What are your expectations this Christmas?

God writes the Gospel not in the Bible alone, but also on trees, and in the flowers and clouds and stars. Martin Luther

The night sky has always been a fascination for me. Last summer, my husband Bill, my brother, niece and I gazed into the sequined velvet blanket of the night sky from our cottage in Northern Wisconsin. The stars seemed so close I wanted to reach out to touch them. Stars are far-far away. But, I can easily get swept away in my romantic inclinations. I wonder how long it takes for what I consider the shining of the star to travel to me. What message might a star try to share with me from so far away?

Stars are not the only contributors in the nightly galactic performance. Astronomers direct us to search for the constellations, planets and moons. I continued to scan the expanse hopeful I might get a glimpse of a shooting star and make a wish. I detected a glimmer out of the corner of my eye. I called out to my other observers, "There! There's one!" But, the glimmer continued in a straight line at a consistent tempo. "It's a satellite," my brother announced. "Maybe a communication satellite?" I hopefully inquired.

And there were shepherds living out in the fields nearby, keeping watch over their flocks at night. An angel of the Lord appeared to them, and the glory of the Lord shone around them, and they were terrified. But the angel said to them, “Do not be afraid. I bring you good news that will cause great joy for all the people. Today in the town of David a Savior has been born to you; he is the Messiah, the Lord. This will be a sign to you: You will find a baby wrapped in cloths and lying in a manger.”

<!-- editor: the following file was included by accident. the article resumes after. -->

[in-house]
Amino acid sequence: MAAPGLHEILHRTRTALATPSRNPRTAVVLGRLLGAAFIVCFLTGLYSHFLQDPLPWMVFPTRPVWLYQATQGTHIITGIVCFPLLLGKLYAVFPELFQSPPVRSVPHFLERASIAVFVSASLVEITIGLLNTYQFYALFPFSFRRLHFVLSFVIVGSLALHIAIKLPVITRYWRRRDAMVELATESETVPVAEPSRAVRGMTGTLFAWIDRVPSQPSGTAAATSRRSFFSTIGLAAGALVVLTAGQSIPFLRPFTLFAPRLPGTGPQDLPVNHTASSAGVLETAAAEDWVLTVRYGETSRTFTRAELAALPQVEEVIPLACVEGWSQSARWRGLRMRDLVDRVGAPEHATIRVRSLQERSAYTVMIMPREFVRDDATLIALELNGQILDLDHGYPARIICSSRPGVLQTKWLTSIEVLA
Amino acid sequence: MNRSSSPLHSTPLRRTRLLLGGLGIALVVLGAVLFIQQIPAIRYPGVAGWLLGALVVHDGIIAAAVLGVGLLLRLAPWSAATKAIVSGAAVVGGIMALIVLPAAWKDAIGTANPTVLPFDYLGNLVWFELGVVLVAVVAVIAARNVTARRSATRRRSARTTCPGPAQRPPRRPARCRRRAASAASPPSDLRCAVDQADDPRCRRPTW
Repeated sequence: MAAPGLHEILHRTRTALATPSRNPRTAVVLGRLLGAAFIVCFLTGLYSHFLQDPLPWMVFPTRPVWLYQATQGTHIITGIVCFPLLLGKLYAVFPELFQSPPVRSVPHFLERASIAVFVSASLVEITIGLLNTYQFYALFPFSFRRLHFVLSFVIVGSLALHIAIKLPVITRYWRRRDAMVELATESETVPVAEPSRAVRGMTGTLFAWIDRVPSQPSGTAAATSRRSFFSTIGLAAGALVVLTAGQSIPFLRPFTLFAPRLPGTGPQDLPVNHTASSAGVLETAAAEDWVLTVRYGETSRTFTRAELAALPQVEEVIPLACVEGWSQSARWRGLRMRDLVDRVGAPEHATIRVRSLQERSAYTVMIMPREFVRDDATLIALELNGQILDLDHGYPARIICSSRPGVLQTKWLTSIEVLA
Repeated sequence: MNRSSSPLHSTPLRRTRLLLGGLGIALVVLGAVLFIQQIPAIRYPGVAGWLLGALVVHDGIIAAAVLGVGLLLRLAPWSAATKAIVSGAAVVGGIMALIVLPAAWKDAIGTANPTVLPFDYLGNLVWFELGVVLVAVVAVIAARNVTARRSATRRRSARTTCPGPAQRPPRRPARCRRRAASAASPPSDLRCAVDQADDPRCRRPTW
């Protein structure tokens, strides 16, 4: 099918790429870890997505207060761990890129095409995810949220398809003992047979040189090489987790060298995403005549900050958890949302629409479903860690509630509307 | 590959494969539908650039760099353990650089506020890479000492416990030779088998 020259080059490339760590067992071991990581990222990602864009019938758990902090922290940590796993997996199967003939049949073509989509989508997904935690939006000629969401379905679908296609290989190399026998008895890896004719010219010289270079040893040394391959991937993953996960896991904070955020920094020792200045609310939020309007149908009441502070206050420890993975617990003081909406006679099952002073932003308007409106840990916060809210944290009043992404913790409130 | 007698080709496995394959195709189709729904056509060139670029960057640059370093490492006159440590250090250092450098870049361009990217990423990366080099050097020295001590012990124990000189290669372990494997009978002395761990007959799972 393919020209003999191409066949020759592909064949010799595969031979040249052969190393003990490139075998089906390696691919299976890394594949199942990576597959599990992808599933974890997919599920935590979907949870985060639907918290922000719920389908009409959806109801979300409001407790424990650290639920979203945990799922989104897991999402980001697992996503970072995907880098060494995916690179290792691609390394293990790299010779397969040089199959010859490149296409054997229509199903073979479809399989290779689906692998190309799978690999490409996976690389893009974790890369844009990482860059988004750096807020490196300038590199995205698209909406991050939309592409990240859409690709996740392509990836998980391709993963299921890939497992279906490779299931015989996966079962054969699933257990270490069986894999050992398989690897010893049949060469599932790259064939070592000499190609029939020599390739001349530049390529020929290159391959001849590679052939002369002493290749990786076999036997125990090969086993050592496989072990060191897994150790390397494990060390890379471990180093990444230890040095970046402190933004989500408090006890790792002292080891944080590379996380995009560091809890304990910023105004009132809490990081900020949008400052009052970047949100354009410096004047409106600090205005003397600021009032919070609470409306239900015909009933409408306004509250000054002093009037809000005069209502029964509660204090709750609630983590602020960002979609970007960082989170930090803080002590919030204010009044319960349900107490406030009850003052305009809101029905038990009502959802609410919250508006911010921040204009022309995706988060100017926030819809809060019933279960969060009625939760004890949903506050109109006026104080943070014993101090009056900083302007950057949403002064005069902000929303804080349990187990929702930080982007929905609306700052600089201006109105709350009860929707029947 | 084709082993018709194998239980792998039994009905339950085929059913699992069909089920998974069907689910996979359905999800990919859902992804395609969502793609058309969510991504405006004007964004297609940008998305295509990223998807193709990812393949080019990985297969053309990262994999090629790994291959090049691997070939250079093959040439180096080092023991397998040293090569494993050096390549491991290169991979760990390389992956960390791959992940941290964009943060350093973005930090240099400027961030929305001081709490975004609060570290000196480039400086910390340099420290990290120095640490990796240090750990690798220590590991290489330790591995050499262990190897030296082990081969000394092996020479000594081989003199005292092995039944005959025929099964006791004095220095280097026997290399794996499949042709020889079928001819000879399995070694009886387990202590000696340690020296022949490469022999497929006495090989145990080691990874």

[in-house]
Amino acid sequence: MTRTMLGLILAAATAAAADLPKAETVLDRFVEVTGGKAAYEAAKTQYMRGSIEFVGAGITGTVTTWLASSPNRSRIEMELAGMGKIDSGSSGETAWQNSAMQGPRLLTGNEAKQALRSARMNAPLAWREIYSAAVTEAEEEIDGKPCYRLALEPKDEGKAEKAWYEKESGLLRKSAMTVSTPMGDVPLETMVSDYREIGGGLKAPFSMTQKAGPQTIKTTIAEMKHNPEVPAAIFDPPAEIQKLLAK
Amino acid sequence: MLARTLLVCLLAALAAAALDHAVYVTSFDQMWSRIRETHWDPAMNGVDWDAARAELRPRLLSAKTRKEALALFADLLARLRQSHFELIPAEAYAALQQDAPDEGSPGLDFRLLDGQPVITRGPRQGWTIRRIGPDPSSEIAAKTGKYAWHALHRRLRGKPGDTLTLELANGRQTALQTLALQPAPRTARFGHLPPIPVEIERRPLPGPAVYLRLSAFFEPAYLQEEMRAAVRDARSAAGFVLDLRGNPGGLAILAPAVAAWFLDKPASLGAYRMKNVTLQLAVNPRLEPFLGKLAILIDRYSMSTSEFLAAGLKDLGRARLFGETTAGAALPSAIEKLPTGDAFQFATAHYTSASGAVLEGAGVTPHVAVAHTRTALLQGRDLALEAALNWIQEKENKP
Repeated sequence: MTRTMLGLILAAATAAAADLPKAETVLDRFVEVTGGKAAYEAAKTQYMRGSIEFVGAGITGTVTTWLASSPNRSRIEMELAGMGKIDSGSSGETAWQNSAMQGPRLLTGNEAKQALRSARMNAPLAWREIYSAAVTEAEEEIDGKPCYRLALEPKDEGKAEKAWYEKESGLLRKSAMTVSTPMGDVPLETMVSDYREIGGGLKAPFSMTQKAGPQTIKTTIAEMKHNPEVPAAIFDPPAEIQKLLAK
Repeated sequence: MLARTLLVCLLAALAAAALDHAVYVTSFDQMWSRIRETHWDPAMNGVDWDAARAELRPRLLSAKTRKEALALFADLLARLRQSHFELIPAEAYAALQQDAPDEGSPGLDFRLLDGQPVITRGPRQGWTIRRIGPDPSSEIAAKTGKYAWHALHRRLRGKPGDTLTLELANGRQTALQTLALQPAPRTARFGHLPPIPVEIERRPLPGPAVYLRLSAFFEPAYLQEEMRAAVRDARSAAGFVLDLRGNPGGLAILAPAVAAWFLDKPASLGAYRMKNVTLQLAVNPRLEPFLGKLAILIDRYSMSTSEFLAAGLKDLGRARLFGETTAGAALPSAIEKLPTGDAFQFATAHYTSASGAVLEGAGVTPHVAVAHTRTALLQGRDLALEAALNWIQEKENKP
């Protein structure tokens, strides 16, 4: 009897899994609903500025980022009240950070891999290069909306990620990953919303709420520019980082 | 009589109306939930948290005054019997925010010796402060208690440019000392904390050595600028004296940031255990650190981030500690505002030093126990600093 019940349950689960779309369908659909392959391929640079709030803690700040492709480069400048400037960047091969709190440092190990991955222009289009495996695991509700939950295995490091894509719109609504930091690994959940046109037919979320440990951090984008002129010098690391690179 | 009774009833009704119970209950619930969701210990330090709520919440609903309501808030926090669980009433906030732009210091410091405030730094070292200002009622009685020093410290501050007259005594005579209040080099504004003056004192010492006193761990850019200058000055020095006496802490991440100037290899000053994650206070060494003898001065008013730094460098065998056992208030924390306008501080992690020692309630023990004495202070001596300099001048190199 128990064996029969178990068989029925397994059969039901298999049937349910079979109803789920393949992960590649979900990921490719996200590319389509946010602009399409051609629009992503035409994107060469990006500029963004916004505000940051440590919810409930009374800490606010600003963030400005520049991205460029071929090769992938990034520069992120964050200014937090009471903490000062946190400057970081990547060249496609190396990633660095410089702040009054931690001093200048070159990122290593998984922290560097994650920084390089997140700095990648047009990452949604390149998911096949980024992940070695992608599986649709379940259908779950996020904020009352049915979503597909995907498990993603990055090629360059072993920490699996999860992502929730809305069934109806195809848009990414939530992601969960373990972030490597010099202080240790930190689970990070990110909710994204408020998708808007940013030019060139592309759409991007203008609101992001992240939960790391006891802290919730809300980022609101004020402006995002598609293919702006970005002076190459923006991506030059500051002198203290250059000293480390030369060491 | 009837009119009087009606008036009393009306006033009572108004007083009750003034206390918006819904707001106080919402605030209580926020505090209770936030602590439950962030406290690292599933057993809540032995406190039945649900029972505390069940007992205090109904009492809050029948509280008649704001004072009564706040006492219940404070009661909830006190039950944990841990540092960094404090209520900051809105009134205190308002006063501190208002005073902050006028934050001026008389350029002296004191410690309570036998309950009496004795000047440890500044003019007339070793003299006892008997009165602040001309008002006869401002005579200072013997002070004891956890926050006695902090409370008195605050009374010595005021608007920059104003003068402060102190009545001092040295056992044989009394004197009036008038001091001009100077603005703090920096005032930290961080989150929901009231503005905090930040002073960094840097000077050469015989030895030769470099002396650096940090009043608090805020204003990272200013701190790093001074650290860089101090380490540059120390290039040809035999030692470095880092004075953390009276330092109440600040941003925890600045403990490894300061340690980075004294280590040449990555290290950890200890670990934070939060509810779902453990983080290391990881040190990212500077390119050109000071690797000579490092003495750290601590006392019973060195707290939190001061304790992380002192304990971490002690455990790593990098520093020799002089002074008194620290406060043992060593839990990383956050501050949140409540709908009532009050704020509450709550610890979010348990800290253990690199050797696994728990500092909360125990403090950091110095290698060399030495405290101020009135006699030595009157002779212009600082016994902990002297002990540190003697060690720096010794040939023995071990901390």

Suddenly a great company of the heavenly host appeared with the angel, praising God and saying, “Glory to God in the highest heaven,
    and on earth peace to those on whom his favor rests.”

I am pretty sure the shepherds were aware of the stars, constellations and nightly galactic presentations. But, never in a million years, do I think they expected to encounter an angel and an angel chorus. The message the angel delivered was a communication of cosmic proportion. The Messiah had come. The message was delivered during the hour of darkness. Those working on the dark plain were the recipients of news that would have permanent impact. The angel identified the news as good. "The news will cause great joy for all people," the angel said. Will cause? What did that mean? The good news wasn't limited to the birth of the Messiah? There was so much more.

God took what was broken, worn out and no longer of use and meticulously reclaimed it. God continued his painstaking work toward something good. Good defined by God. Good like Good Friday when the cosmos turned dark once again. God wasn't finished. On the first day of the week just before dawn, the women went to the tomb. They found the stone rolled away and the tomb empty. Two men in clothes that gleamed like lightning stood beside them. The frightened women bowed down with their faces to the ground. The men said to them, “Why do you look for the living among the dead?  He is not here; he has risen!" (Luke 24:1-8 my paraphrase)

Consider for a moment how long it took for the message of good news to reach you. How long did it take for you to accept the news as good? God's reclamation project continues. There is much to do. God already did his part. The expectation is now with us. God expects us to share this good news. Tell the story! Deliver the message! He is coming! Don't be too surprised if you run into an angel. Listen to their message.